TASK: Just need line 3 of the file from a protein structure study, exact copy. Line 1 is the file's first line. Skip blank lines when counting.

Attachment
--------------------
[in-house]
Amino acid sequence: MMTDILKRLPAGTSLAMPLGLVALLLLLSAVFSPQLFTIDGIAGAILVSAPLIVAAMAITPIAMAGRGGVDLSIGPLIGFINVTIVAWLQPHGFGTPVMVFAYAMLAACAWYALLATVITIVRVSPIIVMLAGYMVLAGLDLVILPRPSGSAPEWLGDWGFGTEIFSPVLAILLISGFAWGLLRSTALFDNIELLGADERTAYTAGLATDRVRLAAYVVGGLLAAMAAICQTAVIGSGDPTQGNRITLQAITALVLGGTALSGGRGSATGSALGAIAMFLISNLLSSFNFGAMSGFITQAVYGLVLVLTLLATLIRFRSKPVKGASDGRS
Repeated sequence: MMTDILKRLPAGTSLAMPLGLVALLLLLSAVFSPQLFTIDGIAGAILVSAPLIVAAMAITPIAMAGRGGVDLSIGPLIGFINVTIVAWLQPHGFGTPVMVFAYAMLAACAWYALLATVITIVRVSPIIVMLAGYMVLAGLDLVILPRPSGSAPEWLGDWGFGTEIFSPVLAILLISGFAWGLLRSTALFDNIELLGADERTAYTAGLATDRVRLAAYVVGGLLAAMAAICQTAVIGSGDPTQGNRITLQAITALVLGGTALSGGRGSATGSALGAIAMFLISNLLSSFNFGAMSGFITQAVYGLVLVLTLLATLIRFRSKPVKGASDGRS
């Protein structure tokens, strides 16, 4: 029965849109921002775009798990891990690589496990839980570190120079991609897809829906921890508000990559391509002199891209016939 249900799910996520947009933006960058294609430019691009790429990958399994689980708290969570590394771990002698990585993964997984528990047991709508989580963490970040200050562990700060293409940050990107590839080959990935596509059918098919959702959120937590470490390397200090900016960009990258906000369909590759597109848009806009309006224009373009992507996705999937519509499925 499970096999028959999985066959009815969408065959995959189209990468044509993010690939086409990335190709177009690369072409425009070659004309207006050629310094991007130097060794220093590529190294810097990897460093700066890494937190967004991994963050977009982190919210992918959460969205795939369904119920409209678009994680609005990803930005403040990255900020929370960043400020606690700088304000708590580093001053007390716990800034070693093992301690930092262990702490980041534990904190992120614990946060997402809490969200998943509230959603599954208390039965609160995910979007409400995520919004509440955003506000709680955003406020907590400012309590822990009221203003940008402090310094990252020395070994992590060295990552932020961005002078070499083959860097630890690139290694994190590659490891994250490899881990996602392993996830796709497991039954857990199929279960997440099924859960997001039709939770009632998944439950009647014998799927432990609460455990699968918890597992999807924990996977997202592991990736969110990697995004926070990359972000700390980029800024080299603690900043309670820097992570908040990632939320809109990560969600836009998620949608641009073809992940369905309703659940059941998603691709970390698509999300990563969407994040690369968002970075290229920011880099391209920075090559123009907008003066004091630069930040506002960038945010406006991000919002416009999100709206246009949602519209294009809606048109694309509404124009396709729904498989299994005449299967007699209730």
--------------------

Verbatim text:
Repeated sequence: MMTDILKRLPAGTSLAMPLGLVALLLLLSAVFSPQLFTIDGIAGAILVSAPLIVAAMAITPIAMAGRGGVDLSIGPLIGFINVTIVAWLQPHGFGTPVMVFAYAMLAACAWYALLATVITIVRVSPIIVMLAGYMVLAGLDLVILPRPSGSAPEWLGDWGFGTEIFSPVLAILLISGFAWGLLRSTALFDNIELLGADERTAYTAGLATDRVRLAAYVVGGLLAAMAAICQTAVIGSGDPTQGNRITLQAITALVLGGTALSGGRGSATGSALGAIAMFLISNLLSSFNFGAMSGFITQAVYGLVLVLTLLATLIRFRSKPVKGASDGRS